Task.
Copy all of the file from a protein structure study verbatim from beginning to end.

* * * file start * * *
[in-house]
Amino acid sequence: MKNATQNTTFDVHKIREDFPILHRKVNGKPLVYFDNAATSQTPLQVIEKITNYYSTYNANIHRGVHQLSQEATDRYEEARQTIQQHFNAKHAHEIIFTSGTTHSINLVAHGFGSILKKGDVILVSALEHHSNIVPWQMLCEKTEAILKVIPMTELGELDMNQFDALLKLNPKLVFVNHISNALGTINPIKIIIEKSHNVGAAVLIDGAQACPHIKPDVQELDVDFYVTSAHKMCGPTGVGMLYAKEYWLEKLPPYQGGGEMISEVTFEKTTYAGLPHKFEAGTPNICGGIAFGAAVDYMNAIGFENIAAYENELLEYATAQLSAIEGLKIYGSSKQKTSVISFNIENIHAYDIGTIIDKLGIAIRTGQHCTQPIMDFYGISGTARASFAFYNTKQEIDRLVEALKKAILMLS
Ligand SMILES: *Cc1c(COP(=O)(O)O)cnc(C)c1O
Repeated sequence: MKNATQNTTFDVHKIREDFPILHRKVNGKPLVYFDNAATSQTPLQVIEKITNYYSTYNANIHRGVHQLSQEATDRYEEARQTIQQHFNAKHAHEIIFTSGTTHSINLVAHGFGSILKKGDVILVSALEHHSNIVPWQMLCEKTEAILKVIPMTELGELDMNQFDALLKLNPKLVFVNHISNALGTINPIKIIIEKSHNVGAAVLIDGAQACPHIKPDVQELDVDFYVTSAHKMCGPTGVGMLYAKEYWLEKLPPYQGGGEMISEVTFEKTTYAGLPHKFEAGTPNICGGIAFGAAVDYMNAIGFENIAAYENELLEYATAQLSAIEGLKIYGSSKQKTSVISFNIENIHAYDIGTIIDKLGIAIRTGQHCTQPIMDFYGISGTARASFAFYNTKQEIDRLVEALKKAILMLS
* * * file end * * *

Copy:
[in-house]
Amino acid sequence: MKNATQNTTFDVHKIREDFPILHRKVNGKPLVYFDNAATSQTPLQVIEKITNYYSTYNANIHRGVHQLSQEATDRYEEARQTIQQHFNAKHAHEIIFTSGTTHSINLVAHGFGSILKKGDVILVSALEHHSNIVPWQMLCEKTEAILKVIPMTELGELDMNQFDALLKLNPKLVFVNHISNALGTINPIKIIIEKSHNVGAAVLIDGAQACPHIKPDVQELDVDFYVTSAHKMCGPTGVGMLYAKEYWLEKLPPYQGGGEMISEVTFEKTTYAGLPHKFEAGTPNICGGIAFGAAVDYMNAIGFENIAAYENELLEYATAQLSAIEGLKIYGSSKQKTSVISFNIENIHAYDIGTIIDKLGIAIRTGQHCTQPIMDFYGISGTARASFAFYNTKQEIDRLVEALKKAILMLS
Ligand SMILES: *Cc1c(COP(=O)(O)O)cnc(C)c1O
Repeated sequence: MKNATQNTTFDVHKIREDFPILHRKVNGKPLVYFDNAATSQTPLQVIEKITNYYSTYNANIHRGVHQLSQEATDRYEEARQTIQQHFNAKHAHEIIFTSGTTHSINLVAHGFGSILKKGDVILVSALEHHSNIVPWQMLCEKTEAILKVIPMTELGELDMNQFDALLKLNPKLVFVNHISNALGTINPIKIIIEKSHNVGAAVLIDGAQACPHIKPDVQELDVDFYVTSAHKMCGPTGVGMLYAKEYWLEKLPPYQGGGEMISEVTFEKTTYAGLPHKFEAGTPNICGGIAFGAAVDYMNAIGFENIAAYENELLEYATAQLSAIEGLKIYGSSKQKTSVISFNIENIHAYDIGTIIDKLGIAIRTGQHCTQPIMDFYGISGTARASFAFYNTKQEIDRLVEALKKAILMLS